You might’ve seen a bit of news about this – Mattel is releasing a game console for “tweens,” which merges both game and card scanning phenomena into one package. Certainly on paper that sounds like something born of a marketing orgy, but I went that extra step and requested images and additional info. Very interestingly, the sytem is CD-based, and boasts a 32 bit architecture. They haven’t yet released the actual specs and chip manufacturers, but I’m promised that information once they’re ready to reveal it. If you look at the system to the left (click for largeness!), it’s got some curious design. It folds, but mostly for storage. You put the CD in the left, and cards are scanned over the red light on the righthand side. Two joypad ports come standard, but a second controller is extra, indicating that these games will actually feature AI, and not just be player vs player. It’s a bit complicated how these games work, but rather interesting as well. The game is loaded via the CD, and during play, players can pause and scan upgrades/attribute changes for their character. Once they achieve victory, they can ‘save’ this upgraded character to a rewritable Intellicard (more on that in just a bit). The system is said to combine their rewritable card technology with “the fast-paced, button-mashing action of video games.”
The first crop of games seems to include fighters, mostly. The console ships with X-Men, a controller (designed for tween-sized hands, but I’m sure we could manage), and 6 game cards, for $70. Additional controler is $20, additional game cards are 6 for $10 in randomized booster packs (aka, holy crap there’s our money, as each game has 100 corresponding cards!), and there’s also an Intellicard holder and console case available. I’m still a bit unclear about which cards are rewritable, all of them, or some of them? Interesting regardless.
Now let’s take a look at a game shot (make click for large experience). Here you’ll find an image from the X-Men game, which is quite revealing. Backgrounds and sprites are obviously prerendered, and the image sent to me was very high res (I actually shrank the supplied image by 50%). Not sure if the console itself will boast such a mighty resolution, but check out Wolverine’s avatar on the left side. Pretty clean! Not sure what’s up with the one on the right though. You can see each pixel in the dithering of the shadows. It looks a lot like early prerendered work on the Saturn, which is pretty intriguing. Aside from X-Men, there will be a game based on Cartoon Network’s Ben 10, which I’d presume to be a side scroller, a game for Mattel’s own Interstellar Wrestling League, and Marvel Heroes will be released in November, 2006. The console itself is scheduled to launch in October.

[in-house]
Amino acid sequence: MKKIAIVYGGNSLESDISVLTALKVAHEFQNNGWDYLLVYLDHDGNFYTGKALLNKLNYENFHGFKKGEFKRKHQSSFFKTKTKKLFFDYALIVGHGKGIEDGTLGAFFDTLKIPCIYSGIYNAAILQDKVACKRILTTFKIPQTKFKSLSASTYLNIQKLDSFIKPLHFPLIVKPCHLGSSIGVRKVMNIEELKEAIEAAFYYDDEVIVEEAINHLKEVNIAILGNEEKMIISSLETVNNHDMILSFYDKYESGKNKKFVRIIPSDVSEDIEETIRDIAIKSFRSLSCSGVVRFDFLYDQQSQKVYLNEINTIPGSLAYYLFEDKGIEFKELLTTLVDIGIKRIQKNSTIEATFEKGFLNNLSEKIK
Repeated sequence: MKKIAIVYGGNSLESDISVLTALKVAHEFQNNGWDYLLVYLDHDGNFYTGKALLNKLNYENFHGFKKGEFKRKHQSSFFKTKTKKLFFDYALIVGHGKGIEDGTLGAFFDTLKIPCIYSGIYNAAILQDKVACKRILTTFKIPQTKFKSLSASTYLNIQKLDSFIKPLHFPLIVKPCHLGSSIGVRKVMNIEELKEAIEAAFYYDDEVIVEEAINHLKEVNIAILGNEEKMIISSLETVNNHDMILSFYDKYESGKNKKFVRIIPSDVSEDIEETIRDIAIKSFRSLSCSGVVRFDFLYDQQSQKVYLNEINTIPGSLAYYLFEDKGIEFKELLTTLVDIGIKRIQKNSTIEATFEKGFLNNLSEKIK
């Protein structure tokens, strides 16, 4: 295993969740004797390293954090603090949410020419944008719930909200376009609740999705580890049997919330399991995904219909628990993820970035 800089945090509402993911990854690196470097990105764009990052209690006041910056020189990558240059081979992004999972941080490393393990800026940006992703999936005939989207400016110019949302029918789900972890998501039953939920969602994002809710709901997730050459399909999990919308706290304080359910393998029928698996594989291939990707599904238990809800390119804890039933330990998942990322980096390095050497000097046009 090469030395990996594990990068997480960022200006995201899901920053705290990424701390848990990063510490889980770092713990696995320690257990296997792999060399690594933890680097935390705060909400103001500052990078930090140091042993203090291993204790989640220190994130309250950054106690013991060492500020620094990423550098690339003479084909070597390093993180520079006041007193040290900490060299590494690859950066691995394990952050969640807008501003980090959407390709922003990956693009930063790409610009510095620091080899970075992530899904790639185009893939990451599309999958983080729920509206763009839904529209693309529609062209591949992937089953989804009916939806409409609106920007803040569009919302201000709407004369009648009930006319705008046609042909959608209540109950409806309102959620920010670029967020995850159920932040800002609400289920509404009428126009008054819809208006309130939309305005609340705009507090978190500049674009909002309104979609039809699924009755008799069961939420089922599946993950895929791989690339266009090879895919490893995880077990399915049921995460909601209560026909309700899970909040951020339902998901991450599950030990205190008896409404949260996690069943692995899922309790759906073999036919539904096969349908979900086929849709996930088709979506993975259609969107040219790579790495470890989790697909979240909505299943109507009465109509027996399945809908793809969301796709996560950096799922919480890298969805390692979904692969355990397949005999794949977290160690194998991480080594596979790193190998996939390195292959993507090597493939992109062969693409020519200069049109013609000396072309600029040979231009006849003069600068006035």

So they plan to hit the tween market which has graduated from plug and play systems, but isn’t ready for dedicated consoles. I’m not entirely certain that such a demographic really exists, as a number of dedicated console games are aimed directly at the tween market, but that’s neither here nor there. Here’s the really odd thing though – this is Mattel – you might remember that they created the Intellivision, which sold over 3 million units in the early days of gaming (hey, I finally made good use of this!), which was an impressive number in those days, though the VCS did dominate the market. Nowhere in the press releases or literature are they hyping this fact, or their triumphant return to the games market. That’s curious enough on its own, but that they decided to name their card technology Intellicard, and then ignore their own roots, well…it’s unusual! They had a peripheral called the Intellivoice, after all. I suppose there could be licensing issues with the current Intellivision Lives company, but it’s also possible that nobody at Mattel remembers the time when they were on top of the game industry. There’s been very little press for this thing, they might’ve gotten a fair bit more if they’d leveraged that! At any rate, check out the official HyperScan site for more info. It’s not got any content as of yet, but it should have some shortly. I can envision some seriously interesting applications of this, though I doubt its potential will be fully explored, as this is primarily to be a license-driven machine. Great possibility there though. Mattel should be sending me one of these things for review come august, so keep an ear open.